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A jukebox is a partially automated music-playing device, usually a coin-operated machine, that can play specially selected songs from self-contained media. The traditional jukebox is rather large with a rounded top and has colored neon tubing going up the front of the machine on its vertical sides. The classic jukebox has buttons with letters and numbers on them that, when combined, are used to indicate a specifically coded song from a particular album.


The ancestor of the jukebox, called the "Coin-slot phonograph", was the first medium of sound recording encountered by the general public, before mass produced home audio equipment became common. Such machines began to be mass produced in 1889, using phonograph cylinders for records. The earliest machines played but a single record (of about 2 minutes of music or entertainment), but soon devices were developed that allowed customers to choose between multiple records. In the 1910s the cylinder was superseded by the analogue disc record. The term "juke box" came into use in the United States in the 1930s, derived from African-American slang "jook" meaning "dance". The shellac 78rpm record dominated jukeboxes until the late 1940s, when it in turn became superseded by the 45 rpm vinyl record.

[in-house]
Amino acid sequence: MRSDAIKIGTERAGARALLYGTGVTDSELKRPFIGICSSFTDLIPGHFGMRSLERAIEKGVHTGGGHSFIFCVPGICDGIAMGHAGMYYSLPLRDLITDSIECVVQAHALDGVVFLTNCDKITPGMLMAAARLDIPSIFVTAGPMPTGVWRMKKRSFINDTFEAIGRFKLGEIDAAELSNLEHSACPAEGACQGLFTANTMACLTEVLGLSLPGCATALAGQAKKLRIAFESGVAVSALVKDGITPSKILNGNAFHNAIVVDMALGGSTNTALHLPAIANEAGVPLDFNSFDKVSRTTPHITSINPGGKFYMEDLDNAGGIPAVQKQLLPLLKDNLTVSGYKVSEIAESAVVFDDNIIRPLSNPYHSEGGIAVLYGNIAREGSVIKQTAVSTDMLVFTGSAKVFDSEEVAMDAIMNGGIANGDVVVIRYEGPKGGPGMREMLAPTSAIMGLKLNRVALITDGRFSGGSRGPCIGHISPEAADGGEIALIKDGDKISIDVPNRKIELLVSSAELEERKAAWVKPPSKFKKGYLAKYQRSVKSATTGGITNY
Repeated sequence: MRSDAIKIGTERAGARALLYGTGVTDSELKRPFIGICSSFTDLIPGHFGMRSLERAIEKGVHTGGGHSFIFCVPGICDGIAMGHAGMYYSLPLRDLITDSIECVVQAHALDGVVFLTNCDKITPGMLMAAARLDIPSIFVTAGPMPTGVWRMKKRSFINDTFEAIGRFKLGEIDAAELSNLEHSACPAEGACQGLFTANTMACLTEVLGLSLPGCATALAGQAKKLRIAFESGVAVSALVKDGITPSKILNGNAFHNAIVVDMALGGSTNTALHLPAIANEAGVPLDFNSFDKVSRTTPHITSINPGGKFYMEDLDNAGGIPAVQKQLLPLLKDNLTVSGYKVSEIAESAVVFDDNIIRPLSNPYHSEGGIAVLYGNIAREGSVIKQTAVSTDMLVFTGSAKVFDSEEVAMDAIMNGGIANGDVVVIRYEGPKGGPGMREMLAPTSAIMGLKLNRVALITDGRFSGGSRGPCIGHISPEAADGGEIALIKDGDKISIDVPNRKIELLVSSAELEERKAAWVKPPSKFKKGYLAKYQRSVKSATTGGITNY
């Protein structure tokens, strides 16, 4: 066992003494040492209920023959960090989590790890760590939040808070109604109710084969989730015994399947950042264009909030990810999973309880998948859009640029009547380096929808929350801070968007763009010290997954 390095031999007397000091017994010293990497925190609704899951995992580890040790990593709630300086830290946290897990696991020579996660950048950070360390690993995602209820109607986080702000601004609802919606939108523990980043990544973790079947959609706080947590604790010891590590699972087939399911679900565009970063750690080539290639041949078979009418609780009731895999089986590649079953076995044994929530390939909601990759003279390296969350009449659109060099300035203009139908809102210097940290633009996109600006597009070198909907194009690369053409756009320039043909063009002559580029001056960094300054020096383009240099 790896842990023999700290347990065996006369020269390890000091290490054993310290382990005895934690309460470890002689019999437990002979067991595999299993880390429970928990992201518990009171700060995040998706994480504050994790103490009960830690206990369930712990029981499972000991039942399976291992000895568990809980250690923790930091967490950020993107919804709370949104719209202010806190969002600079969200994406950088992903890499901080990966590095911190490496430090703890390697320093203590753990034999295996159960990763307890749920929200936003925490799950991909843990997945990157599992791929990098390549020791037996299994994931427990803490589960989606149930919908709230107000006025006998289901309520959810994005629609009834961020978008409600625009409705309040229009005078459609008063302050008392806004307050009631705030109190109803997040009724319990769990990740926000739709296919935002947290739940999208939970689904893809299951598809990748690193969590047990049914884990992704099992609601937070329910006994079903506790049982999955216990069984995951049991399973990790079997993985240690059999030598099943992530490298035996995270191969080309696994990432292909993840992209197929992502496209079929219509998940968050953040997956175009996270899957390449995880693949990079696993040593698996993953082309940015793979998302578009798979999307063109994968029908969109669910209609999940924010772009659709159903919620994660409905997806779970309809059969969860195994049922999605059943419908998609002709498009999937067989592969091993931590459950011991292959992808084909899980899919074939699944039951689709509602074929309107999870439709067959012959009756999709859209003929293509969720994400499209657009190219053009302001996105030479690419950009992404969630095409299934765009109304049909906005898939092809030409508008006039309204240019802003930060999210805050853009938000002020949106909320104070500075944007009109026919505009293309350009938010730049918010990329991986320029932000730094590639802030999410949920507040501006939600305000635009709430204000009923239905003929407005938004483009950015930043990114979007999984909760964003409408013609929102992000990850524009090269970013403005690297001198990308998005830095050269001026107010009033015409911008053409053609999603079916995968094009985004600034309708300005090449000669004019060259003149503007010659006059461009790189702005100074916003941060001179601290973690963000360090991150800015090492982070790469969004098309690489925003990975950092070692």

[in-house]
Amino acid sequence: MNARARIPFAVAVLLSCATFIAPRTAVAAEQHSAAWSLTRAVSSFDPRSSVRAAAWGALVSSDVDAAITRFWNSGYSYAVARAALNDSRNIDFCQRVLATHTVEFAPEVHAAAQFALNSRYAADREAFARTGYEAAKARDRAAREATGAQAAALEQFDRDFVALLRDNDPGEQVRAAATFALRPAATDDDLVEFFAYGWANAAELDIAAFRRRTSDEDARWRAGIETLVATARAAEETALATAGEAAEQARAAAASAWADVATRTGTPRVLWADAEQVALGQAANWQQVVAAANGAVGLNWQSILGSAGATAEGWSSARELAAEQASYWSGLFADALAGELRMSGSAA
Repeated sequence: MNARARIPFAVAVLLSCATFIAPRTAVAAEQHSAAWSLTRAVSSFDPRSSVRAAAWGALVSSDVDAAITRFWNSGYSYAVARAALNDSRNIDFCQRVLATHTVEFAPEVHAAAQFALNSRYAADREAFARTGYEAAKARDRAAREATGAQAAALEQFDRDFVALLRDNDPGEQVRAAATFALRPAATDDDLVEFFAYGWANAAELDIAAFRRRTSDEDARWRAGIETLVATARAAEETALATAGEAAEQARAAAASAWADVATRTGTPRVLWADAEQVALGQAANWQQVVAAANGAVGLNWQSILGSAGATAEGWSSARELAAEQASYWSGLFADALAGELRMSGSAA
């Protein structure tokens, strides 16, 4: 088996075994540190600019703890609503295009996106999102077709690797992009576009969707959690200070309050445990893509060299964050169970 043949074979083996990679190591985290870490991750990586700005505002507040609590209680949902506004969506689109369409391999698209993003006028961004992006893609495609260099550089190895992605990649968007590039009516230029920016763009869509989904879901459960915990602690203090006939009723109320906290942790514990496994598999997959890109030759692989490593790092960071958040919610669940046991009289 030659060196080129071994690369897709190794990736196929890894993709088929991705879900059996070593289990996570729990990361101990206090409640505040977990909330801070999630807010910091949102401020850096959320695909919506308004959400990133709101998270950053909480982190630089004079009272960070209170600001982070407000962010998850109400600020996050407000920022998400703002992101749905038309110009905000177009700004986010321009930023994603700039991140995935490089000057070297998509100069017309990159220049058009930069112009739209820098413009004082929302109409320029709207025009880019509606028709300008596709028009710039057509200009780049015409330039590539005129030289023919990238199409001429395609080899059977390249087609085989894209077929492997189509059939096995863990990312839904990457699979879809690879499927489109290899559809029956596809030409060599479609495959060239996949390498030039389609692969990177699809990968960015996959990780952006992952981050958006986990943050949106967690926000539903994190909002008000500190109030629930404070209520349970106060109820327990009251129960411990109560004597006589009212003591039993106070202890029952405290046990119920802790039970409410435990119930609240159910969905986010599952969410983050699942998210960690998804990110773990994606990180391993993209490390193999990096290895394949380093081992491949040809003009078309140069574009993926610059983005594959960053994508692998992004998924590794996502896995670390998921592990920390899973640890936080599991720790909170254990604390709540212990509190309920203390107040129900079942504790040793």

Starting in the 1980s, compact discs became the norm for modern jukeboxes.

Jukeboxes and their ancestors were a very profitable industry from the 1890s on. They were most popular from the 1940s through the mid-1960s, particularly during the 1950s. Today they are often associated with early rock and roll music, but were very popular in the swing music era as well.

Jukebox is also the name of an album released by jazz musician Jamaaladeen Tacuma. See Jukebox (album).

There are also jukebox which serve as mass storage devices. They typically use Magneto-optical disc or Magnetic tape media, contain more than one drive and are attached over a computer network. One example is the HP SureStore family.